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Hall, J.M. (1985). 11 Idealizing Transference: Disruptions and Repairs. Progress in Self Psychology, 1:109-146.

(1985). Progress in Self Psychology, 1:109-146

Section IV. Clinical Papers

11 Idealizing Transference: Disruptions and Repairs

John M. Hall, M.D.


My overall strategy in this chapter is to give a brief history of Ms. A, then summarize certain phases of the analysis to set the stage for exploring a number of detailed vignettes, hour by hour, that will demonstrate the “disruptions and repairs of the idealizing transference.” I've chosen vignettes from the early, middle, and termination phases of analysis. Tracking these vignettes, these way stations, over the course of the analysis will, I believe, demonstrate the patient's increasing tolerance for disruptions in the transference as well as her growing capacity to explore such disruptions. Concomitant with this analytic growth, the gradual transmuting internalization of selfobject functions can be seen leading to structure building and, ultimately, to a successful termination phase of the analysis.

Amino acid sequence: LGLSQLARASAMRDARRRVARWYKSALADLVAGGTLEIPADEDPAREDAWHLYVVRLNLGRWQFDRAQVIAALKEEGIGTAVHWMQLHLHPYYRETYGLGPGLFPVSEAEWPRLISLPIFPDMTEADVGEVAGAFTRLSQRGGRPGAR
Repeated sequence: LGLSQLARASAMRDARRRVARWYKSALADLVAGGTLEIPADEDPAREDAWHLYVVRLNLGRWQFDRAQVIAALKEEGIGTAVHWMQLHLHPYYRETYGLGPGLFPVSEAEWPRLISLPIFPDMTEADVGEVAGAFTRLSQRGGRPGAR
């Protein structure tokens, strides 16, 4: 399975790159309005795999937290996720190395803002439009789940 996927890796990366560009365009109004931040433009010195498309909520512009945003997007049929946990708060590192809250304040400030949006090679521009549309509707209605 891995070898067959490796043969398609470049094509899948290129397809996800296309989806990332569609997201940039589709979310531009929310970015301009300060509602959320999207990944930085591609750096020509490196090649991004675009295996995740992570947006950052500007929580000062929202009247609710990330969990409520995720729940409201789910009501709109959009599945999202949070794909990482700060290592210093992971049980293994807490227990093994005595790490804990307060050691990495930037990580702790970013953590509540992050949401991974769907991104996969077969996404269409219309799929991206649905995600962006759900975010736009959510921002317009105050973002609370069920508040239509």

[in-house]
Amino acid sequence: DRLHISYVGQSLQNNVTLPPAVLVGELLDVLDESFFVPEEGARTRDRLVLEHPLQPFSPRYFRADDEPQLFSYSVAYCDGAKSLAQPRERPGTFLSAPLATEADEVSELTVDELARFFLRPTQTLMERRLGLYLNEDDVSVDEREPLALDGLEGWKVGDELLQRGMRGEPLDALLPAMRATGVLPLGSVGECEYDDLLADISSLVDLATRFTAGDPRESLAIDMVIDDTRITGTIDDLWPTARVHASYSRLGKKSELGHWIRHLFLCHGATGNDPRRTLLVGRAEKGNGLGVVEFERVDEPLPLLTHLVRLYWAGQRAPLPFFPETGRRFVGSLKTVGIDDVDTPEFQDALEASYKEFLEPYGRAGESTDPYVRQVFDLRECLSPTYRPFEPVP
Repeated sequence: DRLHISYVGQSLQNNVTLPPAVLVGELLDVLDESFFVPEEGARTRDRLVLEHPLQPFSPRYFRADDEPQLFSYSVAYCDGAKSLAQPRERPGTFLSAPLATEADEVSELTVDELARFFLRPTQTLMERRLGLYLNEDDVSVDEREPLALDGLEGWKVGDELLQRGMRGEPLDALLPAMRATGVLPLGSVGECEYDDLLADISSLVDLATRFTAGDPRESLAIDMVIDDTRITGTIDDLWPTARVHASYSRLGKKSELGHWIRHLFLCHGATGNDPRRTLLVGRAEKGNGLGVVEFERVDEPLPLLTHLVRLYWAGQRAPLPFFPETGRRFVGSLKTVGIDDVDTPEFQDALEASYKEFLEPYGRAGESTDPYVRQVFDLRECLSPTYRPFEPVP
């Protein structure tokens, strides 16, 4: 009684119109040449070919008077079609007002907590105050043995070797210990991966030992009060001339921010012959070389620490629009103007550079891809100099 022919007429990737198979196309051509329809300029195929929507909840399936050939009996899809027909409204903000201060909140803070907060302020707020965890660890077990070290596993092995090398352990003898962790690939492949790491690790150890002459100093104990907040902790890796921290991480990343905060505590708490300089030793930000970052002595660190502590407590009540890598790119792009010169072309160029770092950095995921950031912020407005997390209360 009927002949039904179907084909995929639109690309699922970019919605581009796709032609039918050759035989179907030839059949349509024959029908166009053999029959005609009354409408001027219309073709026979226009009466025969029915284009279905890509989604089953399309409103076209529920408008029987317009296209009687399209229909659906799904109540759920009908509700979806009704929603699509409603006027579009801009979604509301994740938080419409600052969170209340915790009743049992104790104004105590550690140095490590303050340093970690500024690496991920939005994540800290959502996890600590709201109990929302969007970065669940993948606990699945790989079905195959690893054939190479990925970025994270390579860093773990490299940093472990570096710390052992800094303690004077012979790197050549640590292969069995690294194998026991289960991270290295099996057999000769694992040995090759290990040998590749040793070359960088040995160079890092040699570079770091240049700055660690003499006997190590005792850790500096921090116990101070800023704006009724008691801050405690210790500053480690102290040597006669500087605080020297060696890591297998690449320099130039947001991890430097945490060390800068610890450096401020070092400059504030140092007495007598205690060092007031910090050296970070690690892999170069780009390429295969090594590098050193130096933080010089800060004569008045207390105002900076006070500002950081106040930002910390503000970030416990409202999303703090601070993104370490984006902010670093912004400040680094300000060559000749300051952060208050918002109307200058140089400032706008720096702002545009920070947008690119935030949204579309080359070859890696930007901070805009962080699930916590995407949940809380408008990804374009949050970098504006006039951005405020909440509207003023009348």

Overview of Analysis

Ms. A's analysis lasted about 2 years and 9 months and entailed 430 analytic hours. Despite the relative briefness of time, I believe the analysis was completed—at least in terms of what was essential for the patient. That is, I believe a pathognomonic regression was reached with this patient and to a large extent worked through. Specifically, an idealized selfobject transference emerged, and the major aspects in this childhood constellation entered into the analysis. To a lesser extent, transference reactions (mirroring) reflective of earlier stages of development as well as those involving multiple maternal caretakers including the patient's deeply disturbed paternal grandmother also emerged but, unlike the idealized selfobject transference, were not as consistently or systematically worked through. What follows is an elaboration of this brief summary statement.

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